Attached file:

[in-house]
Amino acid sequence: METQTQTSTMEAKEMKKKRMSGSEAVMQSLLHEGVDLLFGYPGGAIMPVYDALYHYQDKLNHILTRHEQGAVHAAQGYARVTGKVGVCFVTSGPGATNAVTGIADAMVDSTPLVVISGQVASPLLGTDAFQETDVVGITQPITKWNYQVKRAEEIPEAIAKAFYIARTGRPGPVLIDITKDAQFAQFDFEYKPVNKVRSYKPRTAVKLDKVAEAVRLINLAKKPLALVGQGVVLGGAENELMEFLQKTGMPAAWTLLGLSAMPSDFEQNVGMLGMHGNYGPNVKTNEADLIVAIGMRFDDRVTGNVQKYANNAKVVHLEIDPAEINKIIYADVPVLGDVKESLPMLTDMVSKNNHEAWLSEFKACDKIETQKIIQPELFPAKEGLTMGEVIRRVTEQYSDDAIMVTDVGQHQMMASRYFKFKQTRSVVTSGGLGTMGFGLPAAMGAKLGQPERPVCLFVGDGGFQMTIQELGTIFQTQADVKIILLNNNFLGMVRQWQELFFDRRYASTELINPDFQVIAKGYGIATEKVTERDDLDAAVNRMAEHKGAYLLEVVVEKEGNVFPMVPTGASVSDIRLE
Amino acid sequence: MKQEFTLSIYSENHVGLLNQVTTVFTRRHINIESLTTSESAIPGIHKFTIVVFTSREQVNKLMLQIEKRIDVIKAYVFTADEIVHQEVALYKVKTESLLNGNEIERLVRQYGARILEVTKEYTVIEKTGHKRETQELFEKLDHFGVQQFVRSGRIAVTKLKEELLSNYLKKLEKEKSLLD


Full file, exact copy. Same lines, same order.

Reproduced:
[in-house]
Amino acid sequence: METQTQTSTMEAKEMKKKRMSGSEAVMQSLLHEGVDLLFGYPGGAIMPVYDALYHYQDKLNHILTRHEQGAVHAAQGYARVTGKVGVCFVTSGPGATNAVTGIADAMVDSTPLVVISGQVASPLLGTDAFQETDVVGITQPITKWNYQVKRAEEIPEAIAKAFYIARTGRPGPVLIDITKDAQFAQFDFEYKPVNKVRSYKPRTAVKLDKVAEAVRLINLAKKPLALVGQGVVLGGAENELMEFLQKTGMPAAWTLLGLSAMPSDFEQNVGMLGMHGNYGPNVKTNEADLIVAIGMRFDDRVTGNVQKYANNAKVVHLEIDPAEINKIIYADVPVLGDVKESLPMLTDMVSKNNHEAWLSEFKACDKIETQKIIQPELFPAKEGLTMGEVIRRVTEQYSDDAIMVTDVGQHQMMASRYFKFKQTRSVVTSGGLGTMGFGLPAAMGAKLGQPERPVCLFVGDGGFQMTIQELGTIFQTQADVKIILLNNNFLGMVRQWQELFFDRRYASTELINPDFQVIAKGYGIATEKVTERDDLDAAVNRMAEHKGAYLLEVVVEKEGNVFPMVPTGASVSDIRLE
Amino acid sequence: MKQEFTLSIYSENHVGLLNQVTTVFTRRHINIESLTTSESAIPGIHKFTIVVFTSREQVNKLMLQIEKRIDVIKAYVFTADEIVHQEVALYKVKTESLLNGNEIERLVRQYGARILEVTKEYTVIEKTGHKRETQELFEKLDHFGVQQFVRSGRIAVTKLKEELLSNYLKKLEKEKSLLD